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March 3, 2012

Throw Down: Yeti Coolers v. Brute Box Coolers

I am working on an article for Fly Rod & Reel magazine right now and it's going to involve testing a lot of gear. I'm not going to have the word count in the article that I might like, so I wanted to say some things now about the Yeti 45 cooler and the Brute Box 55. (Yeti does not make a 55 quart model, or I would have compared one to one).

First off, even though there is a difference of 10 quarts volume in these two coolers, the smaller Yeti is actually quite a bit heavier (24.5 lbs. for the Yeti verus 21.5 for the Brute Box).

I think this is due to a difference in the density of the plastic material. The Brute Box is slightly softer, but not enough to make a difference. The latches on each box differ; I give the advantage to Yeti with their all-rubber version here. The Brute Box has a rubberized metal closure that I think would work just fine but isn't quite as burly.

On the other hand, Brute Box did it right with the carrying handles, which pass through the box from above rather than attaching to the sides. This makes a significant difference in swing (I rarely use the rope handles on the Yeti because it is easier to just grip the molded ones on the side and carry it as a solid, non-swinging object).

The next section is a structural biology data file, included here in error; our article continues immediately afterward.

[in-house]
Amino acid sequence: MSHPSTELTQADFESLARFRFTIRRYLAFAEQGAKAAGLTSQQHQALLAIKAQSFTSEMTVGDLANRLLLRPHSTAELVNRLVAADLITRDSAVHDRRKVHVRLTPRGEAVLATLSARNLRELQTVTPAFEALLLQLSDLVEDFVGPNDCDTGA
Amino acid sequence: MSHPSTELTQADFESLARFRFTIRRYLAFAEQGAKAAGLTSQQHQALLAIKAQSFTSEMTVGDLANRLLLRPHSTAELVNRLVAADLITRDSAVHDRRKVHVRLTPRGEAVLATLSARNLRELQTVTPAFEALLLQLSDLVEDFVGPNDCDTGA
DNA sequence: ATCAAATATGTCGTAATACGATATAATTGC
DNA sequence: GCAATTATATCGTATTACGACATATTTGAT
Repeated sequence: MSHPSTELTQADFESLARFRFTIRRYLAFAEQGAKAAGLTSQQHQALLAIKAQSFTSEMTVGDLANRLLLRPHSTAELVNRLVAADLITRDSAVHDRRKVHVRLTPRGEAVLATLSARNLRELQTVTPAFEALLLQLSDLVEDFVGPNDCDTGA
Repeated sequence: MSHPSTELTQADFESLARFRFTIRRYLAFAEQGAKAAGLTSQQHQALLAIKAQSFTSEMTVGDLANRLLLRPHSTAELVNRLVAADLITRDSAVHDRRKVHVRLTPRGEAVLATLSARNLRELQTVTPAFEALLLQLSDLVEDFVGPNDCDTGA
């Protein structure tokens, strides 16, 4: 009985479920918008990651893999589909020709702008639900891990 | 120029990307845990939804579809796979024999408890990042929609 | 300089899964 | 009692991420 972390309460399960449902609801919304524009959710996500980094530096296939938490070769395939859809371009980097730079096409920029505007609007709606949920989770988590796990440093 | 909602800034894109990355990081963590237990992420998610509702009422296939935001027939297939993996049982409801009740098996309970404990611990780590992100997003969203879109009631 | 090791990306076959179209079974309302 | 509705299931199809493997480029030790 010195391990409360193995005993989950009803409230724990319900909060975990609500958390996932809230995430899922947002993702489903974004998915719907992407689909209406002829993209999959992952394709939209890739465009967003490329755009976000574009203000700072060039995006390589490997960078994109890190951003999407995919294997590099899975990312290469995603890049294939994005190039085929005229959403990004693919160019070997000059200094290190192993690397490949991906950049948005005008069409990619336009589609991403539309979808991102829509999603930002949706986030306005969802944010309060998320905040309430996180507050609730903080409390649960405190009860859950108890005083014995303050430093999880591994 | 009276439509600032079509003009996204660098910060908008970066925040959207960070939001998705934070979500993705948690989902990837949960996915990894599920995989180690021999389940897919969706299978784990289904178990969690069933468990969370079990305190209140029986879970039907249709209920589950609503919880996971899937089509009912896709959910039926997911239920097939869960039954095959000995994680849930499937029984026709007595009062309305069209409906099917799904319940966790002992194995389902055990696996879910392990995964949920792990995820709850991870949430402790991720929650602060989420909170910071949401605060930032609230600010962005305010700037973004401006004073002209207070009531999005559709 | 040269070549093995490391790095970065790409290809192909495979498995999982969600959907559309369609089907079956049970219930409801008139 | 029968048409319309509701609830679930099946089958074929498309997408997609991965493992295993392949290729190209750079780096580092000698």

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June 26, 2010

Gear Review: Costa Cheeca and Wingman Sunglasses (For Ladies!)

by Lauren Holt Matthews


Costa Del Mar's Cheeca, new for 2010
A friend of mine and I were recently enjoying a beer at our local bar, chatting about being women in a sport so thoroughly dominated by men. We talked about how we got into the sport, shared a few fish stories, considered the different mechanics of casting as a woman, and compared the different dynamics we encounter in our local shops and when we meet other anglers on the river. “Of course, it's damn near impossible to tell we're not one of the guys until you get within 50 feet of us or we talk,” she said, at once bemused and frustrated.

We spent the rest of the night hashing out what we'd do with the hard and soft goods side of the industry - much like this thread - to make fishing more comfortable and more personalized for women. You guys have numbers and their buying power on your side; you get the benefit of fit and comfort in your gear in return.

My friend and I ran through the usual suspects: waders, shirts, sunglasses, and other pieces of technical gear that, even when ostensibly designed for women, just end up being slightly scaled down and often pastel-ed versions of the gear designed for the boys. We concluded that in reality, it would be pretty easy to make us happy. Designers simply need to focus on truly cutting gear for women. Leave the pastels at home, by and large, and make us gear like they make it for the guys: technical, tough, well-fitting, and not pink or purple.

In reality, of course, it's not always profitable for companies to design entire lines of gear for women. We understand this. Sometimes, though, pieces of gear can find themselves positioned in the unisex sweet spot. I've recently been fishing two different pairs of Costa Del Mar sunglasses that manage to accomplish just that: Costa's Cheeca and Wingman models.

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